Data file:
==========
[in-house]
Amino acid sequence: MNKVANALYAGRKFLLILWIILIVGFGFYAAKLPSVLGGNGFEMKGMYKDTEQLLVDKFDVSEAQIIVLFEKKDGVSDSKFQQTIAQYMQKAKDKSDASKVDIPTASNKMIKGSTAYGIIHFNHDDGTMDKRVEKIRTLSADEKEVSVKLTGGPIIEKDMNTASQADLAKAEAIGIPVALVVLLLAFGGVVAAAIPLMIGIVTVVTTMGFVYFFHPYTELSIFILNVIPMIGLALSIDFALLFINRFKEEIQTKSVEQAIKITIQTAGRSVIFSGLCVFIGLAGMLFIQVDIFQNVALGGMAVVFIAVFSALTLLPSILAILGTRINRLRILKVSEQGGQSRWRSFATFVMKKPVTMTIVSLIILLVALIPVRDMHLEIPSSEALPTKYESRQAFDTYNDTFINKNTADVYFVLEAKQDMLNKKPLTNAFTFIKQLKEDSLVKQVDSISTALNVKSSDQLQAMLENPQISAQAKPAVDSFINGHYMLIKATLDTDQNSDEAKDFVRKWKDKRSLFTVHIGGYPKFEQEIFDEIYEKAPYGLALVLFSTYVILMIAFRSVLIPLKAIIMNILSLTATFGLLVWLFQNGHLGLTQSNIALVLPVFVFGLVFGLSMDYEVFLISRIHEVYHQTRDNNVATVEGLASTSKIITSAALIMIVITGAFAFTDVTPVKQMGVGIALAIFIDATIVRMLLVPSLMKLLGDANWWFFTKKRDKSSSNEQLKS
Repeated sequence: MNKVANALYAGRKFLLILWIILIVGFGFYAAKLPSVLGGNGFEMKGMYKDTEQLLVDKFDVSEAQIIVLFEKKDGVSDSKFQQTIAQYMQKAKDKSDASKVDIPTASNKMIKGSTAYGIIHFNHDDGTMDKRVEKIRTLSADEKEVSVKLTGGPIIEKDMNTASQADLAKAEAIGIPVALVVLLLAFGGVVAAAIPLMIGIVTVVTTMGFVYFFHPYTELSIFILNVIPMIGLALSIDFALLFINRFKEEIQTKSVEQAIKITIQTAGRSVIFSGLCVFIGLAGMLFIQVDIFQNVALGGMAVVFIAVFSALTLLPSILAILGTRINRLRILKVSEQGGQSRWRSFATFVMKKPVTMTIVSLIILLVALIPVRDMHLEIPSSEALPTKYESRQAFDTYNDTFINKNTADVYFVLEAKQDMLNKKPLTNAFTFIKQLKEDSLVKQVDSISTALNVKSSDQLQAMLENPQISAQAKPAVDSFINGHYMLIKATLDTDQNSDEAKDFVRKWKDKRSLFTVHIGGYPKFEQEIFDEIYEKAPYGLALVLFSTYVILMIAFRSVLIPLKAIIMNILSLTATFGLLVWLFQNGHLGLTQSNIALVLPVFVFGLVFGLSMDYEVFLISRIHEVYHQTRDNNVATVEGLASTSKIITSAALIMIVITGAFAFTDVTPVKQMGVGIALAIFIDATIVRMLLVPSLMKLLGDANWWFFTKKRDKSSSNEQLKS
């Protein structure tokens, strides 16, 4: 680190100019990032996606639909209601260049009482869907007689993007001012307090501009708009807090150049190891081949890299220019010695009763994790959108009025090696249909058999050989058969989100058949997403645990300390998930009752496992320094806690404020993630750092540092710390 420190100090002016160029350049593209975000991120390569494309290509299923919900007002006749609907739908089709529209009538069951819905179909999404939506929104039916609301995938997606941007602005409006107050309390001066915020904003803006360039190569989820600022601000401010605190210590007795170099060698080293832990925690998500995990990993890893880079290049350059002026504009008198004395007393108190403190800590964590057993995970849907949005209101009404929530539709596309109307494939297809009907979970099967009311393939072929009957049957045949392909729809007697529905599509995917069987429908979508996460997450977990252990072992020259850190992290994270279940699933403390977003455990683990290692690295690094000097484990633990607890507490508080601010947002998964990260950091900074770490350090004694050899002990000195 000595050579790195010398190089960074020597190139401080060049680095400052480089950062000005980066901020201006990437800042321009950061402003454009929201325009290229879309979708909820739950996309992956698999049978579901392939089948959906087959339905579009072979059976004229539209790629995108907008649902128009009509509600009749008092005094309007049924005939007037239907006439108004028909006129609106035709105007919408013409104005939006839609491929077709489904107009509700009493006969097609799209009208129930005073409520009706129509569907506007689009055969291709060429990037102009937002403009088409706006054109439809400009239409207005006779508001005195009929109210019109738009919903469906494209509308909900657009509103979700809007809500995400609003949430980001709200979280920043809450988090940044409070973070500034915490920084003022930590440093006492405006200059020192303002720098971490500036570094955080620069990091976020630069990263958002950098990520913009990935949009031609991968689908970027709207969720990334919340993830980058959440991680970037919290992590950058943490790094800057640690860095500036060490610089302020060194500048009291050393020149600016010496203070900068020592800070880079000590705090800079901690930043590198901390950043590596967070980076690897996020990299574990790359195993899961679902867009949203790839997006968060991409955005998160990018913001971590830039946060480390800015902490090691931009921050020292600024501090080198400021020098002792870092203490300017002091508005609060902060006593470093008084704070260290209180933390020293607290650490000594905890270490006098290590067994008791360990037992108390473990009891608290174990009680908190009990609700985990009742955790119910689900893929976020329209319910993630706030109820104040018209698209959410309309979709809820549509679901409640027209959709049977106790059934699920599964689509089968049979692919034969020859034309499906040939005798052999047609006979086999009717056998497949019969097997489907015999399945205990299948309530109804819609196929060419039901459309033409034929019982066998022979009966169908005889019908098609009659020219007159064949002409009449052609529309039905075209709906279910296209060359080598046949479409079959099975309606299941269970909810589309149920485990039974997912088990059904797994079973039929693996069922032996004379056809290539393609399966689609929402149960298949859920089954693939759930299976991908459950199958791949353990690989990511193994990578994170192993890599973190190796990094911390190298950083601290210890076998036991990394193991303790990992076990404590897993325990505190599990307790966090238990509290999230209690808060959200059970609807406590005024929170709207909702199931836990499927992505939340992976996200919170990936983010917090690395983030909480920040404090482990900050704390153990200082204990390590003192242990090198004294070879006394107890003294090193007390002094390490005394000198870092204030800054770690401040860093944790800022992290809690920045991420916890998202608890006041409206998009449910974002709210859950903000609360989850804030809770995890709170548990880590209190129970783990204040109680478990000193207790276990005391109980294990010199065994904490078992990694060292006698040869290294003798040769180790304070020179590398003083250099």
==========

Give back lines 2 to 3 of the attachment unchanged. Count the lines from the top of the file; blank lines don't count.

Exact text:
Amino acid sequence: MNKVANALYAGRKFLLILWIILIVGFGFYAAKLPSVLGGNGFEMKGMYKDTEQLLVDKFDVSEAQIIVLFEKKDGVSDSKFQQTIAQYMQKAKDKSDASKVDIPTASNKMIKGSTAYGIIHFNHDDGTMDKRVEKIRTLSADEKEVSVKLTGGPIIEKDMNTASQADLAKAEAIGIPVALVVLLLAFGGVVAAAIPLMIGIVTVVTTMGFVYFFHPYTELSIFILNVIPMIGLALSIDFALLFINRFKEEIQTKSVEQAIKITIQTAGRSVIFSGLCVFIGLAGMLFIQVDIFQNVALGGMAVVFIAVFSALTLLPSILAILGTRINRLRILKVSEQGGQSRWRSFATFVMKKPVTMTIVSLIILLVALIPVRDMHLEIPSSEALPTKYESRQAFDTYNDTFINKNTADVYFVLEAKQDMLNKKPLTNAFTFIKQLKEDSLVKQVDSISTALNVKSSDQLQAMLENPQISAQAKPAVDSFINGHYMLIKATLDTDQNSDEAKDFVRKWKDKRSLFTVHIGGYPKFEQEIFDEIYEKAPYGLALVLFSTYVILMIAFRSVLIPLKAIIMNILSLTATFGLLVWLFQNGHLGLTQSNIALVLPVFVFGLVFGLSMDYEVFLISRIHEVYHQTRDNNVATVEGLASTSKIITSAALIMIVITGAFAFTDVTPVKQMGVGIALAIFIDATIVRMLLVPSLMKLLGDANWWFFTKKRDKSSSNEQLKS
Repeated sequence: MNKVANALYAGRKFLLILWIILIVGFGFYAAKLPSVLGGNGFEMKGMYKDTEQLLVDKFDVSEAQIIVLFEKKDGVSDSKFQQTIAQYMQKAKDKSDASKVDIPTASNKMIKGSTAYGIIHFNHDDGTMDKRVEKIRTLSADEKEVSVKLTGGPIIEKDMNTASQADLAKAEAIGIPVALVVLLLAFGGVVAAAIPLMIGIVTVVTTMGFVYFFHPYTELSIFILNVIPMIGLALSIDFALLFINRFKEEIQTKSVEQAIKITIQTAGRSVIFSGLCVFIGLAGMLFIQVDIFQNVALGGMAVVFIAVFSALTLLPSILAILGTRINRLRILKVSEQGGQSRWRSFATFVMKKPVTMTIVSLIILLVALIPVRDMHLEIPSSEALPTKYESRQAFDTYNDTFINKNTADVYFVLEAKQDMLNKKPLTNAFTFIKQLKEDSLVKQVDSISTALNVKSSDQLQAMLENPQISAQAKPAVDSFINGHYMLIKATLDTDQNSDEAKDFVRKWKDKRSLFTVHIGGYPKFEQEIFDEIYEKAPYGLALVLFSTYVILMIAFRSVLIPLKAIIMNILSLTATFGLLVWLFQNGHLGLTQSNIALVLPVFVFGLVFGLSMDYEVFLISRIHEVYHQTRDNNVATVEGLASTSKIITSAALIMIVITGAFAFTDVTPVKQMGVGIALAIFIDATIVRMLLVPSLMKLLGDANWWFFTKKRDKSSSNEQLKS